It’s not a huge amount of value left but wouldn’t we better to adjust those 10% limit orders toward the end of the contract to collect that final 10%?

Dave

• Alan Ellman October 21, 2023 11:49 am #

Dave,

The 20%/10% guidelines are specifically titled “guidelines” to allow the user to veer slightly from the stated thresholds.

In the case of the 10% guideline in the last week of a monthly contract or for any weekly contract, we can move that % down or remove altogether, as expiration approaches, IF we can meticulously monitor our trades each day. For most of us, leaving the 10% (or less) guideline in place, frees us up to partially automate the exit strategy process as it relates to share price decline.

If the BTC limit order threshold is reached, the short call is closed, but shares are still retained, so we are not completely out of the trade.

Here is a link to an article I published, where the 10% guideline allowed me to “hit a double” in the last day of a contract:

https://www.thebluecollarinvestor.com/hitting-a-double-on-the-last-day-of-a-contract/

Alan

2. Andreas October 21, 2023 5:02 am #

Dear Allan,

As a premium member of BCI, I would like to ask you for your advice for a trade that went significantly against me :

On March 15, 2023 I bought 200 Shares of SCHW at 80 USD as a result of an assignment of a DITM Short Put with a Put strike at 80 USD.

This trade was the result of short put series on SCHW which I initially started back in November 2022, where I collected some nice premiums until end of Feb 2023.

At that time SCHW tanked as a result of the bank turmoils. I rolled the DITM put out in time and further down (but still DITM) for a positive net credit. But in March I got assigned 200 shares since the 2 puts were so deep in the money that there was too little extrinsic value left (even at 30 DTE !) so that the option was exercised.

Now the stock is trading at around 51 USD, resulting in a significant unrealized loss of -5.800 USD considering the original put strike as the cost basis.

Since March I am trying to continuously write covered calls on these 200 stocks in order to further reduce my cost basis. With that I could reduce my cost basis down to 74, but still significantly above the current market price.

Initially I decided to choose the 80 USD call strikes in order not to get assigned below my cost basis, but since the stock continued to significantly declined, there was not much premium left on the 80 call strike, so I decided to write calls below my cost basis.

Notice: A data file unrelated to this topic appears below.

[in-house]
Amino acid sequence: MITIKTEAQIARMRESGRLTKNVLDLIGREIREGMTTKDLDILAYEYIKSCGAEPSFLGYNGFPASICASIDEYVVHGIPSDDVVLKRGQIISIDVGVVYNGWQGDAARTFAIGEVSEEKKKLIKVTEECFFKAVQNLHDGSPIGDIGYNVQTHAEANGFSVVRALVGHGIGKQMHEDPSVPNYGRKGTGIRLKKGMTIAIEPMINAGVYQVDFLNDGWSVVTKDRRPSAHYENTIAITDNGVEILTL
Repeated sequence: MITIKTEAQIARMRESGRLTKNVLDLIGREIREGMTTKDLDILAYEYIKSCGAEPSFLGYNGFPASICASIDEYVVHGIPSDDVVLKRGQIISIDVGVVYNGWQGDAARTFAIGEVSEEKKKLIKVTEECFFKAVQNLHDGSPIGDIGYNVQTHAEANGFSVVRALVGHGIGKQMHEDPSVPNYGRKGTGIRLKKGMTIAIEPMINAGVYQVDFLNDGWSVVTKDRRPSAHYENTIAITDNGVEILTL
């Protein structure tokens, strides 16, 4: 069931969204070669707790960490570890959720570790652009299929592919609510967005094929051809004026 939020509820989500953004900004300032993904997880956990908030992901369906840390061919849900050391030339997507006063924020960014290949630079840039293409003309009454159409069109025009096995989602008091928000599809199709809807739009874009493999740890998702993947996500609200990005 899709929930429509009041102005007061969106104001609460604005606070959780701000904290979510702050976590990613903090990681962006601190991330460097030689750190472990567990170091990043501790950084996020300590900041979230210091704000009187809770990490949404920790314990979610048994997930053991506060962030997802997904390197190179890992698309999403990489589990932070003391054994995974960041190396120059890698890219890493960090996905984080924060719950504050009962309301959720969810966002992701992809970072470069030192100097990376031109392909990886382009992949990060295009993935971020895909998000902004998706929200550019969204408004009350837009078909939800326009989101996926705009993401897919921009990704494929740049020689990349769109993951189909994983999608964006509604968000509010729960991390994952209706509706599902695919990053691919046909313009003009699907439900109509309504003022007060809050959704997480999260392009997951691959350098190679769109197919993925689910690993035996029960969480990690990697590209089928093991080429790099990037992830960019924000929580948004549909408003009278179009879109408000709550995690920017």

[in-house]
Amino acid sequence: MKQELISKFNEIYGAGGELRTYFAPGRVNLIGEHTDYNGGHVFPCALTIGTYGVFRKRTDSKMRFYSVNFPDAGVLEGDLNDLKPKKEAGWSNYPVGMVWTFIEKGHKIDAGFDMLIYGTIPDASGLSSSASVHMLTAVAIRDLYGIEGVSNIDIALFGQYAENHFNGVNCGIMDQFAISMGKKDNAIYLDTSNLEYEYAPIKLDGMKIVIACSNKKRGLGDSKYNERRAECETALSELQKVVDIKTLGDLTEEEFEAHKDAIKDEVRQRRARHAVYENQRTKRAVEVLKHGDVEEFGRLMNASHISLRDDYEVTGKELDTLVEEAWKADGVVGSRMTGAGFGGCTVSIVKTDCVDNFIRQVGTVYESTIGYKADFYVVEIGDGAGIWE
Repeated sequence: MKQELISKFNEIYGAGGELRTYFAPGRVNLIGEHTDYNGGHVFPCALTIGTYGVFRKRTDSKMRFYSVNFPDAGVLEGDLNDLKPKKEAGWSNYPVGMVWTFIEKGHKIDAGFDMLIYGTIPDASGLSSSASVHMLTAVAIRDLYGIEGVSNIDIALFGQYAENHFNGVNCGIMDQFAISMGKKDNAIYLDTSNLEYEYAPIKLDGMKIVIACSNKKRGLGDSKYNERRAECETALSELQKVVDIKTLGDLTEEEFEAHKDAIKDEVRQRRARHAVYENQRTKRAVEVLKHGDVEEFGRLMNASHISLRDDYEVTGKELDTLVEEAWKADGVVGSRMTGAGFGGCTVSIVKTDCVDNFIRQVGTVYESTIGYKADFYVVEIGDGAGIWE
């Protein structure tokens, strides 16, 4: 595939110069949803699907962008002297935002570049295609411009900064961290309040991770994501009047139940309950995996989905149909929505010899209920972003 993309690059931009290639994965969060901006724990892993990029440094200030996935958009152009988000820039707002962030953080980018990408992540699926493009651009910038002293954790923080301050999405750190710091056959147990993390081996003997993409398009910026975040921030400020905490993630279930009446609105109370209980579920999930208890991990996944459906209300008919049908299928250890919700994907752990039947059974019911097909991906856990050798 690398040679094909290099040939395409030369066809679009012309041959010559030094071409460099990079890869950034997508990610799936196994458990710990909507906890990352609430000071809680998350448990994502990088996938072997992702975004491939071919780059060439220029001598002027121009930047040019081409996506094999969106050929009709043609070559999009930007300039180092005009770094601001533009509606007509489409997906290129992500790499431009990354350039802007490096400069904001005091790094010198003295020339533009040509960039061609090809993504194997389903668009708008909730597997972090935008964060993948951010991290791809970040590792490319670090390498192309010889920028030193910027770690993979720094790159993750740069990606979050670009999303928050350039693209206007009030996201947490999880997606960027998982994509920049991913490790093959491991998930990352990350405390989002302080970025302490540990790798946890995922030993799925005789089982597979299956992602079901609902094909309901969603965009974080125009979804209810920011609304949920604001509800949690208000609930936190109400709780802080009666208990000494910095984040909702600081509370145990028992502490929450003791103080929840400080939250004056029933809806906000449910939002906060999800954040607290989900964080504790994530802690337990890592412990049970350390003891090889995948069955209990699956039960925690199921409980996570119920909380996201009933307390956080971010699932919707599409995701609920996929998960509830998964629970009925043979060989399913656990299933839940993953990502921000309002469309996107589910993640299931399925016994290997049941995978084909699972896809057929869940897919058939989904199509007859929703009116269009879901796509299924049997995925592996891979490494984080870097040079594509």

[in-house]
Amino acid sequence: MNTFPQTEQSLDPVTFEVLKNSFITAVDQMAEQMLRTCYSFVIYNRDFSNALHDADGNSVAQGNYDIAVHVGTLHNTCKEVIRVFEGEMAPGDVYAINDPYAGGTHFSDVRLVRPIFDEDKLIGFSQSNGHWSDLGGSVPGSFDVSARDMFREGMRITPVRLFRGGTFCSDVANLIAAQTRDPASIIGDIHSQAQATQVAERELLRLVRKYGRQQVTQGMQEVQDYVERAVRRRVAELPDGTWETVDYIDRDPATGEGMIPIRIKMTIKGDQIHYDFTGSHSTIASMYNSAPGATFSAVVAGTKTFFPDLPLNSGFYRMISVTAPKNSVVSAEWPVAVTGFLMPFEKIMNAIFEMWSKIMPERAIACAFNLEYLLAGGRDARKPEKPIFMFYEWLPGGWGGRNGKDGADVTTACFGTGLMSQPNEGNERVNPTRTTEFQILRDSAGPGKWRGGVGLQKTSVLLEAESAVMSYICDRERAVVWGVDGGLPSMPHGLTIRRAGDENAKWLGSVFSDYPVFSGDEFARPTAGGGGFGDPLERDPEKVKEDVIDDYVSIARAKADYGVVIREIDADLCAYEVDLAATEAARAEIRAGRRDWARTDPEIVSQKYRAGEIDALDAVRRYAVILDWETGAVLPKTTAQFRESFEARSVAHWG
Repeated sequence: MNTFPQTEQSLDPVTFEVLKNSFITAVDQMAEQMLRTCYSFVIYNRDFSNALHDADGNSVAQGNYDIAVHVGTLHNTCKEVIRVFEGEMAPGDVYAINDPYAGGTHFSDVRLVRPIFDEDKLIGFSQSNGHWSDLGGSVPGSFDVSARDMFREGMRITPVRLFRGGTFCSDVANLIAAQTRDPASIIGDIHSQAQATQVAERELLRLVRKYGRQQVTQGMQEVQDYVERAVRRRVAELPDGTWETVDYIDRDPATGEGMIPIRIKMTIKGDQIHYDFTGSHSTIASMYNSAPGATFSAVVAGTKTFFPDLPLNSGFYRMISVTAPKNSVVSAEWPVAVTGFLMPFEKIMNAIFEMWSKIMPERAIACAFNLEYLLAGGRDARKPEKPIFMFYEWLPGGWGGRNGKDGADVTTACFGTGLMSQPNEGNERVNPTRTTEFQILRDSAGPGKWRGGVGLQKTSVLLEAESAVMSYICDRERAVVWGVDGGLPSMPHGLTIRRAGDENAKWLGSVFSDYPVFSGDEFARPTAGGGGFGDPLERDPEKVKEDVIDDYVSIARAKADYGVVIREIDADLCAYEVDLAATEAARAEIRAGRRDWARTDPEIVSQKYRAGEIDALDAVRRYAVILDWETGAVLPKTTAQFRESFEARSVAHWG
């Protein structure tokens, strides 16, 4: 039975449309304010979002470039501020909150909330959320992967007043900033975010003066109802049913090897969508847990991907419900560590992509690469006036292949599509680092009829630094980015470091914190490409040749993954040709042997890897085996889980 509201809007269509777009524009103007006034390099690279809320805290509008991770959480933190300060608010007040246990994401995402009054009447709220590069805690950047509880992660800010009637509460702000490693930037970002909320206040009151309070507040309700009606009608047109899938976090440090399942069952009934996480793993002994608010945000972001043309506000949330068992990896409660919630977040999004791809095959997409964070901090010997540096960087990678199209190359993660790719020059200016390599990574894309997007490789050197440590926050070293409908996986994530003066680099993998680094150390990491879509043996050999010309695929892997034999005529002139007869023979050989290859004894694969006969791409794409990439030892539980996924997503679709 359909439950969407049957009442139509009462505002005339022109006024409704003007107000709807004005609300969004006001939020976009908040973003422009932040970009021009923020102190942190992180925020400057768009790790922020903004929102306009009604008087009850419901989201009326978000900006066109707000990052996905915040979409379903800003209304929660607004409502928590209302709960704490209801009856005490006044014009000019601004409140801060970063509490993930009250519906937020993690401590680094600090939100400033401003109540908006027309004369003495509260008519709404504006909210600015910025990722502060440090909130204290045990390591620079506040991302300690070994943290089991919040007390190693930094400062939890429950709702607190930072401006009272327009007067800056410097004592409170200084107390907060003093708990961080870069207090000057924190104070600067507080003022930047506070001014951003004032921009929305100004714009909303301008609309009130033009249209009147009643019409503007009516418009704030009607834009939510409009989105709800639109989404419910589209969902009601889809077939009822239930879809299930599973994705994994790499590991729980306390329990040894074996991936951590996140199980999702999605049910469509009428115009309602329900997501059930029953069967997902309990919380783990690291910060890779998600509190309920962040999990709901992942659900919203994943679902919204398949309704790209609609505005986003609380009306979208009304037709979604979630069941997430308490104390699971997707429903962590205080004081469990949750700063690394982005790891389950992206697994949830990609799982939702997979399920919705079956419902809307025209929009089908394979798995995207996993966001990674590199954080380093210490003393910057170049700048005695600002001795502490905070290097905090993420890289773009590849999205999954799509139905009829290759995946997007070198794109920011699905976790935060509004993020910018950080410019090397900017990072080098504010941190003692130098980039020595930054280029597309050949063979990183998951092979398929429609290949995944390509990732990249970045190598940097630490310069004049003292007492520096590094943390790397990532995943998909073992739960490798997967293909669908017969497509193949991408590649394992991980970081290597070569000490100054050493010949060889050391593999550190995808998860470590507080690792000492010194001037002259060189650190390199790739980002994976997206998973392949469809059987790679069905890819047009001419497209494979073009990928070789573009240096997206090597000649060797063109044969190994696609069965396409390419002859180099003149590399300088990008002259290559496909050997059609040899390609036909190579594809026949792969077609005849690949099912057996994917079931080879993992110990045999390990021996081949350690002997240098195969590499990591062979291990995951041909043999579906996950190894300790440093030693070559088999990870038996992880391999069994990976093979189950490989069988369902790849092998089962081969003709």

I don´t really feel comfortable with this procedure since I might have to realize a significant loss in the stock once the stock starts a rally and the short calls would be in the money and either needed to be closed out at a loss or get assigned below my costs basis of the stock.

Another problem is, that this position now binds a lot of capital in my account which I could/would like to use more efficiently e.g. by collecting more option premiums in another underlying.

However, realizing a loss in the stock position is no option for me since this will wipe out more than one year of collected premiums. I also believe that SCHW is a good company and that the stock will trade at 80 USD again somewhere in the future.

Do you see an alternative to get myself out of trouble with this position? I also used your stock repair calculator but realized, that the 2 contracts of OTM Short calls (at a breakeven price) would not give enough premium to fully cover the cost for the purchased NTM call option. Using a OTM short call strike which is closer to the market prices is better in terms of cost coverage of the long call, however would also cap the upside below the breakeven point in case the stock starts to rally.

Now in hindsight I could say that if I would have followed the BCI rule with capping loss of a short put when the stock is trading 3% below the strike of the short put then I would not be in such a position. But now I have to somehow cope with the situation.

I would appreciate any advice that you can give to me how to get myself out of this unfavorable situation. Please also let me know your thought on writing covered calls below the cost basis of the stock (with which I feel somehow uncomfortable).

I very much appreciate your thoughts and advice.

Thanks and best regards,

Andreas

• Alan Ellman October 21, 2023 5:34 pm #

Andreas,

There are 3 aspects to your inquiry that should be addressed by all of us who have experienced losing trades, which is all of us.

First, how did I manage this series of trades?

Second, could I have done anything differently that would have mitigated the losses?

Third, what should I do now?

Before we get to these, allow me to be a bit philosophical in 2 regards:

1. Even trades that incur significant losses, can be amazing positives for us. This is because as we dissect the trades, and learn from them, we are in a position to improve our trading protocol, not only for the next trade, but for all similar scenarios for years and decades to come. It is an opportunity we must take advantage of.

2. Should we jump through hoops to mitigate losses on a specific stock/option position? That is our kneejerk reaction, but should we? Do we care about SCHW? NO!!! Do we care about the cash tied up in the position? YES!!! If that is the conclusion we come to, then we must ask ourselves this question: Where should I place the cash currently in this losing position, in SCHW or in a better-performing security? When SCHW was purchased, \$16,000.00 was paid. We now have \$10,200.00 worth of SCHW … where should we place that \$10,200.00?

Okay, let’s get to the 3 questions: